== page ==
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Samizdata, derived from Samizdat /n. - a system of clandestine publication of banned literature in the USSR [Russ.,= self-publishing house]

Thou shalt not criticize an establishment pundit

For media establishment pundits ranging from lowly tabloid hacks all the way up to the Brahmins of academic political correctness, the world seems to be a much more intellectually hostile place since September 11 2001. Previously unchallenged opinions about the way the world works are now being judged under the harsh light of reality cast by two burning skyscrapers in New York.

One of the good things to come out of the horrors of that day is that the western world, or at least the dynamic Anglosphere part of it, is undergoing a most astonishing intellectual ‘shake out’. The system is in a state of flux and it is unclear what the zeitgeist is going to feel like when it all starts to settle down again. One thing is for sure, it will be different.

Former prince of the statist ‘left’ Christopher Hitchens is a striking example of this process. Whilst always articulate and insightful, it seems he is also possessed of a critically rational mind capable of simply jettisoning the demonstrably false when the evidence deems that the correct thing to do. One only has to read his devastating carve-up of former fellow travellers like Noam Chomsky to see just how far he has come. In his article in the Guardian called “Ha ha ha to the pacifists” he pours scorn on those who would side with the vilest regimes in the world and claim moral superiority.

Of course people do not like being proved wrong, and they like others pointing out their cock-ups even less. Last night I was listening to pundit-lite Michael Brunson on the TV reviewing the early editions of the British newspapers. At one point he became almost apoplectic with a double page spread in the print version of The Sun (a low-brow tabloid) titled ‘Shame of the Traitors’. This article quotes the Guardian, New Statesman, the Independent, the Mirror, members of Parliament, members of the European ‘Parliament’ and sundry others. All made dire predictions about the war, questioned the morality of it and scorned its progress.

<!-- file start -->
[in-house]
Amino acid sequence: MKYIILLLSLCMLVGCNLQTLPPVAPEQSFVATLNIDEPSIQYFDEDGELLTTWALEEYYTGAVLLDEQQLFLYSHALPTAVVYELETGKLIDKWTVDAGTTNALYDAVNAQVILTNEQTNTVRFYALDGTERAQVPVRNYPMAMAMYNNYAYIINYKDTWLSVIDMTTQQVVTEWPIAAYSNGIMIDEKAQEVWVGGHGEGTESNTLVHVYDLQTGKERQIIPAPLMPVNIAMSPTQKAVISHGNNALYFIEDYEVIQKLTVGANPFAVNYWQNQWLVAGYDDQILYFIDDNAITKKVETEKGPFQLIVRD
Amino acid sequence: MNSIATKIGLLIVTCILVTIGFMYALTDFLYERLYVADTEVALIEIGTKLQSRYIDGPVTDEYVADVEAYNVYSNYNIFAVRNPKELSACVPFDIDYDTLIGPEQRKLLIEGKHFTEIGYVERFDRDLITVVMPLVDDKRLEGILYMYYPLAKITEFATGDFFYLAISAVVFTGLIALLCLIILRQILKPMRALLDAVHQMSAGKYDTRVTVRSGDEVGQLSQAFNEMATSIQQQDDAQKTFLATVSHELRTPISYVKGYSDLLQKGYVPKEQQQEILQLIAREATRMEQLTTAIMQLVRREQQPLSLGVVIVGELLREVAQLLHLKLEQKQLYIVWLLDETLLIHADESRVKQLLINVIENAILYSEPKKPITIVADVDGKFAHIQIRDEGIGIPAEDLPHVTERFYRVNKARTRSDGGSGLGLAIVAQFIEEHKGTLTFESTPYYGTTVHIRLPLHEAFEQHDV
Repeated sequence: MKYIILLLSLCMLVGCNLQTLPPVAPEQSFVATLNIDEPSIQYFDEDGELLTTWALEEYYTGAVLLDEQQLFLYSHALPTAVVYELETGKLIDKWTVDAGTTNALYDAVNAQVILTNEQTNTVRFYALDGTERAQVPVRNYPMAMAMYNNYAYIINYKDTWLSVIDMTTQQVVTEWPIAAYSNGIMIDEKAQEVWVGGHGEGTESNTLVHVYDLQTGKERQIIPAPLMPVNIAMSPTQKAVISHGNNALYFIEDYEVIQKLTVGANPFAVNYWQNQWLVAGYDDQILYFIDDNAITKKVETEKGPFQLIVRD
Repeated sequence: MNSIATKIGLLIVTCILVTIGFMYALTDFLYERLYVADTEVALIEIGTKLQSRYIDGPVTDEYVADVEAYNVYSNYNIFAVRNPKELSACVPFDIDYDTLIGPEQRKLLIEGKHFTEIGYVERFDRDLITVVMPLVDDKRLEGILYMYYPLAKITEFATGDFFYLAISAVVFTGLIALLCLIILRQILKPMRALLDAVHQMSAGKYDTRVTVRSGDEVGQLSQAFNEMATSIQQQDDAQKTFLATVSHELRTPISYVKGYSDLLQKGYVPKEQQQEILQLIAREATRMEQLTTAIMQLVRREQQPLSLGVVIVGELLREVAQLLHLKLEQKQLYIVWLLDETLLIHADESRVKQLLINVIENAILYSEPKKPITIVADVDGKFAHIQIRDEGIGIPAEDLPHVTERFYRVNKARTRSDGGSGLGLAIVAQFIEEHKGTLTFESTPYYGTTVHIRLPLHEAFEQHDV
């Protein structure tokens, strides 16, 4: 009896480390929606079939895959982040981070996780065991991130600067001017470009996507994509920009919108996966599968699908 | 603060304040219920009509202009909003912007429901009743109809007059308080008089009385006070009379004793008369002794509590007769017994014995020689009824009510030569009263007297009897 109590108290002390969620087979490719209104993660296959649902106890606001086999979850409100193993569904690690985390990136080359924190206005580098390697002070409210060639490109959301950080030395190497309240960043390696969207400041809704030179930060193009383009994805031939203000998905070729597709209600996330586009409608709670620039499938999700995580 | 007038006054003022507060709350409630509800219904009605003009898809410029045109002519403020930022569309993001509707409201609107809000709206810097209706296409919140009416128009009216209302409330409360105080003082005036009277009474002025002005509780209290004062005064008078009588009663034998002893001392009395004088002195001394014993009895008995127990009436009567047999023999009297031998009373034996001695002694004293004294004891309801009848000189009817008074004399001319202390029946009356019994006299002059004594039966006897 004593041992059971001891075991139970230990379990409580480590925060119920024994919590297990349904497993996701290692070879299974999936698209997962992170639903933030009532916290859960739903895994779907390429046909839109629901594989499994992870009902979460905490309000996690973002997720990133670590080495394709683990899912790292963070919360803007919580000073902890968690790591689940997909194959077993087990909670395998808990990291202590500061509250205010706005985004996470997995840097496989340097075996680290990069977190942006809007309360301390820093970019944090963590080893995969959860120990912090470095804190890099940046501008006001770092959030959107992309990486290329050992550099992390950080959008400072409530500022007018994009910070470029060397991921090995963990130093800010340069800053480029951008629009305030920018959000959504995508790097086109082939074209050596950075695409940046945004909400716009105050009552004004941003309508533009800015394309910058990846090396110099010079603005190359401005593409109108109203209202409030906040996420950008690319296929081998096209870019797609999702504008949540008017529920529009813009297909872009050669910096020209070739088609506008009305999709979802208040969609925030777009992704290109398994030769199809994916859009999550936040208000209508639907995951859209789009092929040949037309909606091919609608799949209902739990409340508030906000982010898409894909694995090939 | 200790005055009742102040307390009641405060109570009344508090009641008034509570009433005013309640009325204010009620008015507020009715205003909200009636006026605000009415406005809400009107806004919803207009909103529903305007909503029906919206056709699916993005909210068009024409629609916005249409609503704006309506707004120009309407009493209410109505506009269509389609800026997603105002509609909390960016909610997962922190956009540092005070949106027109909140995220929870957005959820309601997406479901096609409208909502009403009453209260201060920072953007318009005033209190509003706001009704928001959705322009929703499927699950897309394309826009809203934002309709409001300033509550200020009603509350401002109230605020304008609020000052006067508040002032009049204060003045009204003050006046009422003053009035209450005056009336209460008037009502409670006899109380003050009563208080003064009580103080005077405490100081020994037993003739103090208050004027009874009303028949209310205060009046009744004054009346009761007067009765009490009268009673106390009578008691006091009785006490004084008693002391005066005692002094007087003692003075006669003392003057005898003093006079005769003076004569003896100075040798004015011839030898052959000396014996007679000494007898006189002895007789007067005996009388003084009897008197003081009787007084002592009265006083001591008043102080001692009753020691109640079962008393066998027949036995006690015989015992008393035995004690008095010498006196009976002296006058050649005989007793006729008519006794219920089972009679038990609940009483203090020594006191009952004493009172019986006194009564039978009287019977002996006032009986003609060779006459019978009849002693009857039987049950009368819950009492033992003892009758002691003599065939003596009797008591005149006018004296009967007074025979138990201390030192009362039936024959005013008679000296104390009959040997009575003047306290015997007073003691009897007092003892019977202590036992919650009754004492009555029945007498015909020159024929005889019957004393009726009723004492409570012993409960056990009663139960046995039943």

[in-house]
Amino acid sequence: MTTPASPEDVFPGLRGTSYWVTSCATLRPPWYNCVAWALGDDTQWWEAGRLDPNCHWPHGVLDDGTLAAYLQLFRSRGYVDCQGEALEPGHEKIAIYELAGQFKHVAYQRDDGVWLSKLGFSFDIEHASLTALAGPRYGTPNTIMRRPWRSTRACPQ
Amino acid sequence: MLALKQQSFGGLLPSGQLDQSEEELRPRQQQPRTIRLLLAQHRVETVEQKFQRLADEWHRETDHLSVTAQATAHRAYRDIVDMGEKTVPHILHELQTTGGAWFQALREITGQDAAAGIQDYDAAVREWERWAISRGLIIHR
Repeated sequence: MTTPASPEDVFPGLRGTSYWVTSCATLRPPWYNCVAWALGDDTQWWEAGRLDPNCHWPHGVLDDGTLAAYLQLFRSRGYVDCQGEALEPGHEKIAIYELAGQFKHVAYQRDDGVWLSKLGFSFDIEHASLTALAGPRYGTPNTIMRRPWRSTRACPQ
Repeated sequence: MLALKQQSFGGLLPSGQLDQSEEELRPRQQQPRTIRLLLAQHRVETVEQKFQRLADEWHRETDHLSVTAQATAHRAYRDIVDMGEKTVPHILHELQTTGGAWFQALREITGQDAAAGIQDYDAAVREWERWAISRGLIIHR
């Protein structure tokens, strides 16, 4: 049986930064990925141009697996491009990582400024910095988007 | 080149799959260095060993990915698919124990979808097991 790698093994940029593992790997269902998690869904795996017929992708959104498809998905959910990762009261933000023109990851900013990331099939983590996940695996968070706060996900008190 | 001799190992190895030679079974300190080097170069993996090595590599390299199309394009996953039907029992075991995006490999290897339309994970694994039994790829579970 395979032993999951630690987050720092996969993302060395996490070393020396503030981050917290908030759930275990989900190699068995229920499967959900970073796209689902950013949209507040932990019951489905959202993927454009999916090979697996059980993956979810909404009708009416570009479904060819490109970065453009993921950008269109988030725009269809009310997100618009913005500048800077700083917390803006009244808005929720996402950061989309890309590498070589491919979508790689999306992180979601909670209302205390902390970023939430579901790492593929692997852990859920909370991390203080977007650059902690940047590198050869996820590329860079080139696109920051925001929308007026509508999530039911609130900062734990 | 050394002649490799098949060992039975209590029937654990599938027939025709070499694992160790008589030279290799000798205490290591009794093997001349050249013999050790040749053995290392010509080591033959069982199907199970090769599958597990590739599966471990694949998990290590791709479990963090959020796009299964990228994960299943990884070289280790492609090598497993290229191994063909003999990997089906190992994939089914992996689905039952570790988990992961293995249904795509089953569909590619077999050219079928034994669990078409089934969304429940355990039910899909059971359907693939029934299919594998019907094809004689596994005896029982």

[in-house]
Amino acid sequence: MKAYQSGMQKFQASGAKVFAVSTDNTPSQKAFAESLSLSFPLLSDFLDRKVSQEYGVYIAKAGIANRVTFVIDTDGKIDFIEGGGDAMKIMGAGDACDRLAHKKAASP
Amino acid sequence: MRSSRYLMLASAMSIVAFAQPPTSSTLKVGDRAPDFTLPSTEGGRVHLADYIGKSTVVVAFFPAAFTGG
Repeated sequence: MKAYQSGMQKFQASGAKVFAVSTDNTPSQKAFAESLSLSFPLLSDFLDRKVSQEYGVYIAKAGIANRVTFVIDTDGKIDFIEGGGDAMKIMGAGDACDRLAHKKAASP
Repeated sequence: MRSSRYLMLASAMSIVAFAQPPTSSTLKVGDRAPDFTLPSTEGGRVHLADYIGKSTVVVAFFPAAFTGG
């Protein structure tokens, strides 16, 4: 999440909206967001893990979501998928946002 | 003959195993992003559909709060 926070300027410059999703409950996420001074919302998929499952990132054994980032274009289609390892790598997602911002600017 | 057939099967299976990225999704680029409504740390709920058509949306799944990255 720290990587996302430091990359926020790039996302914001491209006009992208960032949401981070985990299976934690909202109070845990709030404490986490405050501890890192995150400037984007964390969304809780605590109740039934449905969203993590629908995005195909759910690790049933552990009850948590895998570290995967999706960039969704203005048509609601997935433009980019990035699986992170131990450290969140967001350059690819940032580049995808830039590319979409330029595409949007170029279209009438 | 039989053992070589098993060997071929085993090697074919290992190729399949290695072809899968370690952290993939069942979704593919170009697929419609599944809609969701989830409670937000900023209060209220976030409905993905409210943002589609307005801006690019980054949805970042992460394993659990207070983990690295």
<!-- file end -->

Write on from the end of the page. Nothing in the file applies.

So was Michael Brunson angry that the pundits had got it so wrong? Hell no! He was outraged that a lowly tabloid like The Sun had questioned the motivation of people making clearly ridiculous unsupported claims to the point they could be described as giving ‘aid and comfort to the enemy’. He said “I fail to see the point of this whole article” and “Why should they criticize people for saying that they believe?”.

To give you some idea of what the people whose ‘honour’ Michael Brunson was defending were actually writing:

“Opposition leaders about to quit battle against Taliban. US blunders leave key fighters disillusioned. Key Afghan opposition commanders are on the verge of abandoning the fight against the Taliban because their confidence in US military strategy has collapsed. Insurgents are no longer willing to infiltrate eastern Taliban-controlled Afghanistan because they believe American blunders are destroying the opportunity to spread revolt against the Islamist regime.”

Rory Carroll, the Guardian, November 9: the day Mazar-i-Sharif fell to the Northern Alliance! This ‘news’ is either Taliban propaganda, astonishingly bad reporting or simply made up to suit Rory Carroll’s anti-Americanism. Take your pick.

“If the Northern Alliance does take Kabul on, the battle is likely to be very bloody. The recent successes of the Northern Alliance are unsurprising but it will take more than carpet bombing to win southern Afghanistan.”

Richard Norton-Taylor, the Guardian, November 13: The recent successes are… unsurprising? I guess Norton-Taylor was not reading the Guardian on November 9 beacuse if he had, he should have been utterly astonished that the Northern Alliance was winning! Moreover in reality Kabul fell with a whimper, not a roar.

“The message we want to get out is simple – stop the bombing…Recognize that bombing pleases one person above all others – Osama bin Laden.”

Tam Dalyell, Labour Member of Parliament, November 1: so if the Taliban and Al Qaeda were asked “would you like the bombing to continue or stop?”… presumably Tam Dayell would have us believe that they would say “Continue, we would like some more of that invigorating bombing please”.

Judging from Michael Brunson’s remarks, it seems that being correct is not a very important part of a pundit’s job. However what is really important is not to point out the stupidity of other pundits or, even worse, that a great chunk of what they said was proved by events to be completely incorrect. That simply is not cricket!

And higher up the established media food chain, no wonder they really hate people like Christopher Hitchens, as he cannot be dismissed as a mere hack for some boorish English tabloid… not only is he making the doves of the ‘left’ and ostriches of the ‘right’ look extremely bad, he is an apostate who has been attacking Sauron Chomsky himself. Hitchens is actually calling himself a libertarian these days. As Bob Dylan sang: Oh the times, they are a’ changin’

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